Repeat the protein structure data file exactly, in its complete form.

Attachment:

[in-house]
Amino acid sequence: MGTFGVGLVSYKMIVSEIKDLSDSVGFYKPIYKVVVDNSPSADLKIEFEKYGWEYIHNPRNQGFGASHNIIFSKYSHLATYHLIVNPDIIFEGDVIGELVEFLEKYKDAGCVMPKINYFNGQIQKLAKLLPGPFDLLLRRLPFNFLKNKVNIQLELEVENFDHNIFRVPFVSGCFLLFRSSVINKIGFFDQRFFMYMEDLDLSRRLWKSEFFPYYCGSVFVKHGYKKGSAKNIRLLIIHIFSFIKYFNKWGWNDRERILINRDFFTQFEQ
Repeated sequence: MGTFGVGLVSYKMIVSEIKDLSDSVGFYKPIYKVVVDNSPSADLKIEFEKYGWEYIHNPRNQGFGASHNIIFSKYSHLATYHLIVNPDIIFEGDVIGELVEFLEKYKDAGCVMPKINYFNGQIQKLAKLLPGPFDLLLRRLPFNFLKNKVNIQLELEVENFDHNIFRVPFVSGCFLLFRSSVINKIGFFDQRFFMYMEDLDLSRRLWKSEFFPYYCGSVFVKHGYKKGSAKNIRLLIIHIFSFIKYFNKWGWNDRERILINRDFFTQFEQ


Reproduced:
[in-house]
Amino acid sequence: MGTFGVGLVSYKMIVSEIKDLSDSVGFYKPIYKVVVDNSPSADLKIEFEKYGWEYIHNPRNQGFGASHNIIFSKYSHLATYHLIVNPDIIFEGDVIGELVEFLEKYKDAGCVMPKINYFNGQIQKLAKLLPGPFDLLLRRLPFNFLKNKVNIQLELEVENFDHNIFRVPFVSGCFLLFRSSVINKIGFFDQRFFMYMEDLDLSRRLWKSEFFPYYCGSVFVKHGYKKGSAKNIRLLIIHIFSFIKYFNKWGWNDRERILINRDFFTQFEQ
Repeated sequence: MGTFGVGLVSYKMIVSEIKDLSDSVGFYKPIYKVVVDNSPSADLKIEFEKYGWEYIHNPRNQGFGASHNIIFSKYSHLATYHLIVNPDIIFEGDVIGELVEFLEKYKDAGCVMPKINYFNGQIQKLAKLLPGPFDLLLRRLPFNFLKNKVNIQLELEVENFDHNIFRVPFVSGCFLLFRSSVINKIGFFDQRFFMYMEDLDLSRRLWKSEFFPYYCGSVFVKHGYKKGSAKNIRLLIIHIFSFIKYFNKWGWNDRERILINRDFFTQFEQ